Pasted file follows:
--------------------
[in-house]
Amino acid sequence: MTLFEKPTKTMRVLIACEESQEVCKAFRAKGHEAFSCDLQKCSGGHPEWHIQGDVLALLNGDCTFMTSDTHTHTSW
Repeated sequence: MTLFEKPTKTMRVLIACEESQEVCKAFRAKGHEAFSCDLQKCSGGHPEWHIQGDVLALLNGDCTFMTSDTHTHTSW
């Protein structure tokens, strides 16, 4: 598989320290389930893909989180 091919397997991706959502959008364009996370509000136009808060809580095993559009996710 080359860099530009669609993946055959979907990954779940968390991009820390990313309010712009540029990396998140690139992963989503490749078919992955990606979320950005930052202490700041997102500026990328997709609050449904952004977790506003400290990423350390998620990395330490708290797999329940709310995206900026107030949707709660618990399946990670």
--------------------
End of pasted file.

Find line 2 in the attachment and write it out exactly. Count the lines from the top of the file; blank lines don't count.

Amino acid sequence: MTLFEKPTKTMRVLIACEESQEVCKAFRAKGHEAFSCDLQKCSGGHPEWHIQGDVLALLNGDCTFMTSDTHTHTSW